• Improved italian localization

Version 1.10.1

  • Fixed serious bug that prevents rating prompt appearing for any new apps
  • Fixed issue where bad response from iTunes would be cached indefinitely

Version 1.10

  • Now links directly to review page again on iOS 7.1 + (Apple has fixed support)
  • No longer interrupts rating popups for the full daysUntilPrompt period after an app update
  • Added promptForNewVersionIfUserRated option to re-prompt users who have previous rated (off by default)
  • Added updateMessage property for use with promptForNewVersionIfUserRated option
  • Fixed typo in French translation

Version 1.9.3

  • No longer logs warning if app ID is not found, unless in verbose mode
  • Minor translation fix for Vietnamese

Version 1.9.2

  • Added Bengali, Farsi, Hindi, Punjabi, Thai and Vietnamese translations

Version 1.9.1

  • Fixed problem with fetching app ID when device region is set to Europe

Version 1.9

  • iRate will no longer ask users to rate the app again each version
  • If the user selects "No, Thanks", they will now never be asked again
  • Removed the promptAgainEachVersion option

Version 1.8.3

  • Stricter warning compliance
  • Now uses macros to avoid generating warnings when imported into apps with even stricter warning settings

Version 1.8.2

  • Fixed issue where checkForConnectivityInBackground could be called on main thread, blocking user interaction

Version 1.8.1

  • Added iRateDidOpenAppStore delegate method
  • Language selection now works correctly if the user has an unsupported language
  • Removed all support for StoreKit, as Apple have disabled the StoreKit rating panel
  • Calling openRatingsPageInAppStore will now look up appStoreID automatically if not already known
  • Improved error messaging when using iRate on the iOS Simulator
  • Added Greek and Slovenian localizations

Version 1.8

  • App store link works on iOS 7 (had to link to app home page instead of directly to reviews page for now - hopefully an alternative direct link can be found)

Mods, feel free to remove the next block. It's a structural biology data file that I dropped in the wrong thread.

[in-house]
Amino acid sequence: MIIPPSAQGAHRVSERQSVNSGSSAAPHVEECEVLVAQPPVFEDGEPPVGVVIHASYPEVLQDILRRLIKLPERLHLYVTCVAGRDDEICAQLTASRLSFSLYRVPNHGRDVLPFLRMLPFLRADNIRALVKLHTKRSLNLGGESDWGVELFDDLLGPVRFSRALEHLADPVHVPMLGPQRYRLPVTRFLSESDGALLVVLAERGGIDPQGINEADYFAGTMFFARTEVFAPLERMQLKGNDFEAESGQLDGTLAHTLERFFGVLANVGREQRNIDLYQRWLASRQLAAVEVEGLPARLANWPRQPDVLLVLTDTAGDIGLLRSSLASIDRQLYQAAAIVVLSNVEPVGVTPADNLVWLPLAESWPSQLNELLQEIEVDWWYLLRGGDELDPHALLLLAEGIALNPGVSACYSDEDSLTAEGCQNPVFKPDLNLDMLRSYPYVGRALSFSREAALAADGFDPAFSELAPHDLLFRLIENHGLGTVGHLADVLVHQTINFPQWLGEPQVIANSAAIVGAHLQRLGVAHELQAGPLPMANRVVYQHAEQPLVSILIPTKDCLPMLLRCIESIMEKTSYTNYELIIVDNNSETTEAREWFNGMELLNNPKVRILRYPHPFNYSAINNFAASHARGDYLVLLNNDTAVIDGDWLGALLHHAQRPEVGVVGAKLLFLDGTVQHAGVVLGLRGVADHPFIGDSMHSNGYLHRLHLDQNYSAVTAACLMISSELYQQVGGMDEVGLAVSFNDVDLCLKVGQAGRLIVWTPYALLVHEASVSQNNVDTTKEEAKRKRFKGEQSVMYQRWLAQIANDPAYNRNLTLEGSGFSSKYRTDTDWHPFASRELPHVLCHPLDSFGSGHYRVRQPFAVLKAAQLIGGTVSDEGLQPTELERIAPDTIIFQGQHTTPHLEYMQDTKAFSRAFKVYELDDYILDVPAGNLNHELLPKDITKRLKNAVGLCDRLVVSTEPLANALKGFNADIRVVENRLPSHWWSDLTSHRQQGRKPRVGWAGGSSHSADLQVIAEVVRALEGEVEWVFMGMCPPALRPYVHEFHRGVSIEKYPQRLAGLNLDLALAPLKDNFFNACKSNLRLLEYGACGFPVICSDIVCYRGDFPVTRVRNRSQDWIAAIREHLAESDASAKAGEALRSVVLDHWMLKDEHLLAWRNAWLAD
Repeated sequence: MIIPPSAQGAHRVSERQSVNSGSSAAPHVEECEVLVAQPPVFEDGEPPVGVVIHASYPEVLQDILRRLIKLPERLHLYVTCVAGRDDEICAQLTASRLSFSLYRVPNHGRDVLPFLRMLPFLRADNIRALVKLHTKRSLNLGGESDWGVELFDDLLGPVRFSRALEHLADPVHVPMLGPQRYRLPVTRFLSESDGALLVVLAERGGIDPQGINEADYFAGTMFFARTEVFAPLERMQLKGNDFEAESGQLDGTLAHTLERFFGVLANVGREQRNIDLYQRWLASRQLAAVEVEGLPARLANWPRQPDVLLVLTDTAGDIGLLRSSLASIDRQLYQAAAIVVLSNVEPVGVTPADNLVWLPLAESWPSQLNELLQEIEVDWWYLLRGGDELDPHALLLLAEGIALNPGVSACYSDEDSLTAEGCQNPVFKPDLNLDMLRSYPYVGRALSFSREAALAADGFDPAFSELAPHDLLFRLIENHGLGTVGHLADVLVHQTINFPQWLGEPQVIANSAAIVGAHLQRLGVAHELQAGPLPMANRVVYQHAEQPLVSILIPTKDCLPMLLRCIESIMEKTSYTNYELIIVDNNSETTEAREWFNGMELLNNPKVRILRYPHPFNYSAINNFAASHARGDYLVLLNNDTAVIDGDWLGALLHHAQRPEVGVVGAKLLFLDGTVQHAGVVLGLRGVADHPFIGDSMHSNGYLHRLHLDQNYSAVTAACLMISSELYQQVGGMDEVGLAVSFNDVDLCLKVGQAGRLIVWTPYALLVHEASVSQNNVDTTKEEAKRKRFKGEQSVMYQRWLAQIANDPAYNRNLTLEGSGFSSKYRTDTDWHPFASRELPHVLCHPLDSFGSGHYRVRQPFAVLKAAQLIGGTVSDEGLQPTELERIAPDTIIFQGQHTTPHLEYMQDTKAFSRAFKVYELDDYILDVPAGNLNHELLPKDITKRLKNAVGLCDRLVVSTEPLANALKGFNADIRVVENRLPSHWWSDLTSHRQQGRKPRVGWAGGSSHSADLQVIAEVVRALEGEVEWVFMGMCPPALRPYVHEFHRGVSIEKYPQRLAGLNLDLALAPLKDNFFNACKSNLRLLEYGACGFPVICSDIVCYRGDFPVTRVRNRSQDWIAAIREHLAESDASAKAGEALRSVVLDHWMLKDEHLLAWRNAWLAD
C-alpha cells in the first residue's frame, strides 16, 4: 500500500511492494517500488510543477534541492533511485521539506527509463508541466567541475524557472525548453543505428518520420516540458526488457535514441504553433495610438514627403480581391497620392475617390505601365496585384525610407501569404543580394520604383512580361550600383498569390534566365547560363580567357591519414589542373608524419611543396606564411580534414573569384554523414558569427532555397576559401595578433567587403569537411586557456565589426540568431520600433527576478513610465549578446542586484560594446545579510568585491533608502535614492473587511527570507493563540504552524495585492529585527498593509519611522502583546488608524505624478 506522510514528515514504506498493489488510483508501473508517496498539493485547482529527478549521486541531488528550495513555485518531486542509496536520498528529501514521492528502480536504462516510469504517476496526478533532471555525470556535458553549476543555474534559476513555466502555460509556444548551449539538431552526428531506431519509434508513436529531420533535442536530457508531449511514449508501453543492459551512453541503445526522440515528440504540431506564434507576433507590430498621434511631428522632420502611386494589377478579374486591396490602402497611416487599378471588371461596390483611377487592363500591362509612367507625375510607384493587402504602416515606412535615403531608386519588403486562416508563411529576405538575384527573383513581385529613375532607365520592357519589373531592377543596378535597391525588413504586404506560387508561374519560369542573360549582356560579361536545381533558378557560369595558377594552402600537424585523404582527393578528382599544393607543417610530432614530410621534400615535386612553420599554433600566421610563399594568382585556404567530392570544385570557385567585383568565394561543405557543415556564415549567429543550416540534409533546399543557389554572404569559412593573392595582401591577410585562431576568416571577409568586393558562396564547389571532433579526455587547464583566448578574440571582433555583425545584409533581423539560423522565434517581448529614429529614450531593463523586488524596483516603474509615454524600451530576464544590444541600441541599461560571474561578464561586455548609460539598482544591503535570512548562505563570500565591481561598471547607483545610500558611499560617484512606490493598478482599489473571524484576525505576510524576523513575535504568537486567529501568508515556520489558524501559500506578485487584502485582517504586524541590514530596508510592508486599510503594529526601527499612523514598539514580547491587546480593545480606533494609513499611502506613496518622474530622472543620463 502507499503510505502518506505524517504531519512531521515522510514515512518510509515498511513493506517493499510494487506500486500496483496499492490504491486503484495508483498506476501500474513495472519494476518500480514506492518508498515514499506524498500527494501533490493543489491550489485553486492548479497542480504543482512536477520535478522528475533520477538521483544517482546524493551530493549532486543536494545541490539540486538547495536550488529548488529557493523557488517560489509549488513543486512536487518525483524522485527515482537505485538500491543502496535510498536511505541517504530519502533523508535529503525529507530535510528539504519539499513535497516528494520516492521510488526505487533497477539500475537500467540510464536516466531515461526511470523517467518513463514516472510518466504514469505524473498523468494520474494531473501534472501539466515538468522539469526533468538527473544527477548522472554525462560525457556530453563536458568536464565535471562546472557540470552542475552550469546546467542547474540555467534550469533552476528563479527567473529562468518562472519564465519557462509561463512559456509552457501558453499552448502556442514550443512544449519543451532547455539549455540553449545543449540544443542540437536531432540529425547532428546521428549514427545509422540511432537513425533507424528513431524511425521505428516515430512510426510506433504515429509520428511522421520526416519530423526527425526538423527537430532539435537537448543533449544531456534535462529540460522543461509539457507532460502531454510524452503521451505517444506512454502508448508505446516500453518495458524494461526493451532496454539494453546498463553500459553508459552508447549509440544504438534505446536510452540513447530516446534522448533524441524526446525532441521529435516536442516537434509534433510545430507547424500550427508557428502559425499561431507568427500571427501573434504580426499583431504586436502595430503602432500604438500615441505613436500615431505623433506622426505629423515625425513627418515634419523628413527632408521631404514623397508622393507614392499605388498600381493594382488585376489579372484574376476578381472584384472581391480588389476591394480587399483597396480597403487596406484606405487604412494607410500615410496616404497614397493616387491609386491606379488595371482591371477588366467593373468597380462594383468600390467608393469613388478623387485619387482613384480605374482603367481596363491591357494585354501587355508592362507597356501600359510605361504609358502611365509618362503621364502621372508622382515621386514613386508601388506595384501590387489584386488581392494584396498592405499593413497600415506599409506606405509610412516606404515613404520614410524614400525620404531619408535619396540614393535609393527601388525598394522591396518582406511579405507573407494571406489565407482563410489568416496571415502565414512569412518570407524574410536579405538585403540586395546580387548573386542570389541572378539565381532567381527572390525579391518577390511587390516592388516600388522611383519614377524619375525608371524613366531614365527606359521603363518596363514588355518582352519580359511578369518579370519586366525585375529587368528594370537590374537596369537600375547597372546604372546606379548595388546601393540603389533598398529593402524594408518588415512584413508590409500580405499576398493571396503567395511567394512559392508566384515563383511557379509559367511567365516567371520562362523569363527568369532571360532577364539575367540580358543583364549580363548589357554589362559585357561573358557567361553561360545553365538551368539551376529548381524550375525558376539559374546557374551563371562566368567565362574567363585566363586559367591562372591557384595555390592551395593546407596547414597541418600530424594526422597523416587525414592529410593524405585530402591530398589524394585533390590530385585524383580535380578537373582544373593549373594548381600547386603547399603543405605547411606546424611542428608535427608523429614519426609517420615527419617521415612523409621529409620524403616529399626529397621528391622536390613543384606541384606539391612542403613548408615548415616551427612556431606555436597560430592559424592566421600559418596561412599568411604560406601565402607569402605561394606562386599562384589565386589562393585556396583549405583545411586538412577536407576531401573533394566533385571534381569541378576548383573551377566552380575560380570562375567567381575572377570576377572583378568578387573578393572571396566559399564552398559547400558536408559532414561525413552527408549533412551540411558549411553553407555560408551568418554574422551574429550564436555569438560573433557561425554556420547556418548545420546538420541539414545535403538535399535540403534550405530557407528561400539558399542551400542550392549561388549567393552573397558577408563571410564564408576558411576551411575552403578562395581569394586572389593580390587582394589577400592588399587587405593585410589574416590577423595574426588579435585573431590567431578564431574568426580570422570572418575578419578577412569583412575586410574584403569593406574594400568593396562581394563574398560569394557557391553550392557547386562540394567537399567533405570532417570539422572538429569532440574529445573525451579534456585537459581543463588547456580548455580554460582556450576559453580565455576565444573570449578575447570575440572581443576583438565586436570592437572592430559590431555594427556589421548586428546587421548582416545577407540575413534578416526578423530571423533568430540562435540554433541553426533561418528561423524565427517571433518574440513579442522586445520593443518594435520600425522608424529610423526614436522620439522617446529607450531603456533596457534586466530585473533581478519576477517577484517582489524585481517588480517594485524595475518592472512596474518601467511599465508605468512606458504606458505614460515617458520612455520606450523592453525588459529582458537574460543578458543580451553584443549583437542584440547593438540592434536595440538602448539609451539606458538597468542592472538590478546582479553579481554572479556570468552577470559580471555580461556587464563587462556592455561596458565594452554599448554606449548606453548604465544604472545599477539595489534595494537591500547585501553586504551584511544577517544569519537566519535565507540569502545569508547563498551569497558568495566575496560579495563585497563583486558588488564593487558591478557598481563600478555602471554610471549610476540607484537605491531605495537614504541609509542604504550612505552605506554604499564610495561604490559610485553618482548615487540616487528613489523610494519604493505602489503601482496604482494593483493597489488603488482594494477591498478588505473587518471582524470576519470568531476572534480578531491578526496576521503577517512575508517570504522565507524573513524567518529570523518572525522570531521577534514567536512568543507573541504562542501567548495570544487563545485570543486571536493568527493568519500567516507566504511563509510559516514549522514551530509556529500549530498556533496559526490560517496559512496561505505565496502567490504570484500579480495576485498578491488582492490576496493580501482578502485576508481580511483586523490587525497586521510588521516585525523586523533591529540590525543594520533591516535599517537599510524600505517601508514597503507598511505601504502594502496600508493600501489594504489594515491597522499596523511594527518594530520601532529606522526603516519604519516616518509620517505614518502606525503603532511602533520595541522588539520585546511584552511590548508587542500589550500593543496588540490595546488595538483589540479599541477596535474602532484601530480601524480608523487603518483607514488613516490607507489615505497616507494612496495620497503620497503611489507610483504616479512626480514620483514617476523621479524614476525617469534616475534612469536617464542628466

• Now uses NSJSONSerializer if available (iOS 4.x will still use the old parser)
  • No longer requires StoreKit by default (see README for details)
  • Fixed Czech and Austrian German locales for iOS 7
  • Removed disableAlertViewResizing property (no longer needed)
  • Improved Czech translation
  • Improved French translation
  • Urdu support
  • Fixed bug in alertview resizing for iOS 6 and below
  • Now complies with the -Wextra warning level

Version 1.7.5

  • Improved Arabic translation
  • Improved podspec file
  • Removed .DS_Store file

Version 1.7.4

  • Added Arabic translation
  • Improved French translation
  • Added delegate method for tracking when prompt gets shown

Version 1.7.3

  • Added Slovak, Czech and Austrian translations
  • Fixed some bugs in Cancel/Remind button disabling logic
  • Added podspec file

Version 1.7.2

  • Added dutch translation
  • iRate now displays the StoreKit product view controller correctly even if a modally presented view controller has been displayed

Version 1.7.1

  • Fixed deprecation warning when targeting iOS6 as the base target
  • Added iRateDidPresentStoreKitModal and iRateDidDismissStoreKitModal delegate methods
  • Added additional error logging if StoreKit fails to load product info
  • Added Ukranian translation

Version 1.7

  • On iOS 6, iRate can now use the StoreKit APIs to display the product page directly within the app.
  • iRate now requires the StoreKit framework on iOS
  • iRate now requires ARC. To use iRate in a non-ARC project, follow the instructions in the README file.
  • Dropped support for 32-bit Macs running Snow Leopard
  • Added Swedish translation

Version 1.6.2

  • Fixed broken ratings URL (Apple changed it)
  • Added Danish translation

Version 1.6.1

  • Fixed typo in Italian strings file

Version 1.6

  • Added new localisation system (see README for details)
  • Added usesPerWeekForPrompt setting
  • Fixed deprecation warning in iOS 6
  • Improved Spanish translation
  • Improved German translation

Version 1.5.3

  • Corrected minor spelling mistake in German translation

Version 1.5.2

  • Restored App Store deep link on iOS6 (didn't work in beta, but now does)
  • Added promptAgainForEachNewVersion option to enable/disable prompting each time the app is updated
  • Added verboseLogging option to make it easier to diagnose why a new version isn't being correctly detected